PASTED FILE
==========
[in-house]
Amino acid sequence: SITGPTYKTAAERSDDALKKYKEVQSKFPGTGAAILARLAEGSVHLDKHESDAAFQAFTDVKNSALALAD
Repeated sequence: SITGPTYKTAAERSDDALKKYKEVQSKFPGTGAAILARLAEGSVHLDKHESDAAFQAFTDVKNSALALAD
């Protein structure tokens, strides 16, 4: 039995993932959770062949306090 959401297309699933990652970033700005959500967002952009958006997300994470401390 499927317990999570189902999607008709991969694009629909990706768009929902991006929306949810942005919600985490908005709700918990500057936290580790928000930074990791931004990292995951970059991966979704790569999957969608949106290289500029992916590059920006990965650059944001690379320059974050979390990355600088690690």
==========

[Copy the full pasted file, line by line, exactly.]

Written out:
[in-house]
Amino acid sequence: SITGPTYKTAAERSDDALKKYKEVQSKFPGTGAAILARLAEGSVHLDKHESDAAFQAFTDVKNSALALAD
Repeated sequence: SITGPTYKTAAERSDDALKKYKEVQSKFPGTGAAILARLAEGSVHLDKHESDAAFQAFTDVKNSALALAD
């Protein structure tokens, strides 16, 4: 039995993932959770062949306090 959401297309699933990652970033700005959500967002952009958006997300994470401390 499927317990999570189902999607008709991969694009629909990706768009929902991006929306949810942005919600985490908005709700918990500057936290580790928000930074990791931004990292995951970059991966979704790569999957969608949106290289500029992916590059920006990965650059944001690379320059974050979390990355600088690690």